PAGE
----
BWW Review: 42ND STREET, Theatre Royal Drury Lane
The curtain rises just high enough to reveal a long line of tapping feet: a thoroughly appropriate intro, as those feet are the real stars of the show. The plot might centre around a leading lady battle, but this loving backstage fairy tale is really a paean to the chorus - the hard-working foundation upon which musical comedy ("the two most glorious words in the English language," per the show) is built.
This is a timely revival: the original movie version of 42nd Street appeared in 1933 at the height of the Depression, and its theatrical shenanigans have an economically challenged, socially anxious backdrop. Julian Marsh is making a directorial comeback, and the success of his show, Pretty Lady, means more than Broadway stardom - it's saving his beleaguered troupe from the breadline.
Which isn't to say this is a sombre kitchen-sink drama; far from it. These jobs may be precious, but there's precious little competition or backbiting among the company. When Peggy Sawyer, a small town gal with big dreams, misses her audition, the other dancers are all too happy to land her a role. Even a serious injury is given a positive spin.
But who can resist a veritable army of beaming dancers tapping up and down a golden staircase, or such iconic lines as "You're going out a youngster, but you've got to come back a star!". It's a dreamy showbiz fable told with winking wit and on a lavish scale: a cast of near 50 bedecked in an array of spangles and feathers, with robust orchestral support.
The 1980 theatrical adaptation of Busby Berkeley's film added several more Harry Warren and Al Dubin songs, and while not all are classics, there's plenty of hummable tunes - including, of course, the earworm title number. Mark Bramble, who co-wrote the book, is on directorial duties here, marshalling one of the fullest and slickest ensembles currently in the West End.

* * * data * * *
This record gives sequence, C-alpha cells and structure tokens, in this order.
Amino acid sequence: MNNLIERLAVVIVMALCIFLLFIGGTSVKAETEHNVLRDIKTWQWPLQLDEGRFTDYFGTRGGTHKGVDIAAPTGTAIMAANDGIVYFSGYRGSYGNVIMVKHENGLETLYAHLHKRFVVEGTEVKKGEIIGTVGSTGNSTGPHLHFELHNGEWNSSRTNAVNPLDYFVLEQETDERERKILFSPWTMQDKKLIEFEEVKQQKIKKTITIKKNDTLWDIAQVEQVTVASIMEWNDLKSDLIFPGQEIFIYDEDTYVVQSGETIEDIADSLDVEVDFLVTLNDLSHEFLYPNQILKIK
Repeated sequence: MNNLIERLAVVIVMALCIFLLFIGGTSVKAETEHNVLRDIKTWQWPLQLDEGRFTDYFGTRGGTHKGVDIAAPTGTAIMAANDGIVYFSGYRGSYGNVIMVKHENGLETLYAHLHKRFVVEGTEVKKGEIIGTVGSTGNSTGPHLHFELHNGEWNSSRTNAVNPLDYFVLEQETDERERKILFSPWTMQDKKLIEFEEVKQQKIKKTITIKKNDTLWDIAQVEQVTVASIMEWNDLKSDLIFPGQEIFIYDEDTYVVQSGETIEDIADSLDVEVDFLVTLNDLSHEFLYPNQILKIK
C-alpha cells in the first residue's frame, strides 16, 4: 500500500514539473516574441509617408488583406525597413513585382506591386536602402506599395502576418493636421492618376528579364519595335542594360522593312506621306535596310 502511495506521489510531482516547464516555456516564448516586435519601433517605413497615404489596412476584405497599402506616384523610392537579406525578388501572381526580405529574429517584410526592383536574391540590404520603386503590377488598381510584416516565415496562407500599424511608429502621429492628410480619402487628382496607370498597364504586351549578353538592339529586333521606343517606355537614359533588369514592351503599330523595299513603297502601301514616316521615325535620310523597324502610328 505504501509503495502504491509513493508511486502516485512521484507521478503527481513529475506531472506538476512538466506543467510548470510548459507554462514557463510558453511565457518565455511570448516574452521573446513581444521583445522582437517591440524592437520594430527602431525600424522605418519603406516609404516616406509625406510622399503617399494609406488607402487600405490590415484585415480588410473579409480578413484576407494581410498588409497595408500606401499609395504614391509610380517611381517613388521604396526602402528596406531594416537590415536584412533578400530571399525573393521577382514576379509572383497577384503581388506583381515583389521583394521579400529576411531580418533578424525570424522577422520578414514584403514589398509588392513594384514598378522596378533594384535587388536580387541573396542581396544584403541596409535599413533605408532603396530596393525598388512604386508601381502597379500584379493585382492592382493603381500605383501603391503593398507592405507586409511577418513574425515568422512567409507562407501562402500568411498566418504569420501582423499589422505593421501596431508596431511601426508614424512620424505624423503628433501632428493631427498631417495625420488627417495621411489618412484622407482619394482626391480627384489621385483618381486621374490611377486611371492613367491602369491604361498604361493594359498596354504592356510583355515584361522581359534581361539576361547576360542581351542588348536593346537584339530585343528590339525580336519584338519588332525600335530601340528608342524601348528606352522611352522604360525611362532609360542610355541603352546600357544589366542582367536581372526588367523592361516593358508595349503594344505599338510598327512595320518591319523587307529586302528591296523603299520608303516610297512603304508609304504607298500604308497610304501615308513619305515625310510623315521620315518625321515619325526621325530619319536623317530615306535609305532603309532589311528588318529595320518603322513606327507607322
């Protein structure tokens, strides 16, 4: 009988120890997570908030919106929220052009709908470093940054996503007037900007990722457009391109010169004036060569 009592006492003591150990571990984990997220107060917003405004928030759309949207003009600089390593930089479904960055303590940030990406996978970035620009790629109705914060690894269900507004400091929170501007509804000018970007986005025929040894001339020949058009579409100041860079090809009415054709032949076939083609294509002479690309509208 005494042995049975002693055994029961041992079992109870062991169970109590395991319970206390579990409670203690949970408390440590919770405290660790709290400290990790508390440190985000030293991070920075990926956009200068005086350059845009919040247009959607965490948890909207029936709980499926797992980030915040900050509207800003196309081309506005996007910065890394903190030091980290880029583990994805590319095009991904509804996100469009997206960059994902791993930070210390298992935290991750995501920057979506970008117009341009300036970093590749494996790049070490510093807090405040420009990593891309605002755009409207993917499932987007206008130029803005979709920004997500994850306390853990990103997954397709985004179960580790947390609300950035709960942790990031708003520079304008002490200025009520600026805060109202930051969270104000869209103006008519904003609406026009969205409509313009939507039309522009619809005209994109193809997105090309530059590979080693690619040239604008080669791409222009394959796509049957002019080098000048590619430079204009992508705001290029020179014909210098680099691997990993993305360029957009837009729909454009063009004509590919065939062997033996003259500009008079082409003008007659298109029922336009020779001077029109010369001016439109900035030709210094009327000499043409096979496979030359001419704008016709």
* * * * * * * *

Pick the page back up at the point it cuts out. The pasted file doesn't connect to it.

It's a joy to see the show back in its original London home, and Bramble wisely makes a virtue of its old-fashioned form - outlandish clichés and dubious gender politics (one lyric advises girls to "Keep young and beautiful if you want to be loved") are delivered with camp relish.
There are fabulous costumes from Roger Kirk, and Douglas W. Schmidt's retro design neatly elides theatre and reality: in a cleverly lit (by Peter Mumford) set-piece, dancers pop out of seemingly artificial windows. It's also achingly meta, with gags about seat prices and disguising their star name's lack of dance ability.
Said star, Sheena Easton, certainly has the presence for demanding fur-clad diva Dorothy Brock, who's juggling a show-backing Texan sugar daddy and an insatiable toy boy. Easton bridges the gap - created by a thin book - between Dorothy's purring villainy and later empathy, and puts over the songs with feeling, if rather too much quavering vibrato.
Clare Halse is delightful as Peggy, inexperienced and accident-prone yet brimming with natural talent. When the character's dancing is praised to the high heavens, the actress must deliver, and Halse certainly does: her taps are crisp, bright and beautifully articulated, each one clear as a bell.
Tom Lister is convincing as the tyrannical director who gradually regains his love of theatre (though his pep talks remain thoroughly alarming), and there's plenty of enjoyable support, including Stuart Neal as tenor Billy, "one of Broadway's better juveniles", who strokes the air whenever he says his name as if seeing it up in lights; Jasna Ivir as the quick-witted veteran writer; and Emma Caffrey as voracious chorus girl Anytime Annie, who "only said no once, and then she didn't hear the question".
One-liners aside, the script is firmly secondary to Randy Skinner's whopping numbers. "Lullaby of Broadway" begins as an intimate entreaty and ends with the whole jazz hand-waving cast packing out a train station; Skinner also uses shadow play and nods to Busby Berkeley by employing a giant mirror to show intricate formations.
The climactic number has everything from detailed a cappella work and bluesy tap trading to an unstoppable argument for the power of the ensemble: those "specks of dust" who together make magic. Peggy may have graduated from chorine to star, but she still represents their spirit. Escapist fare, yes, but I predict happy feet and even happier audiences.
Photo credit: Brinkhoff & Moegenburg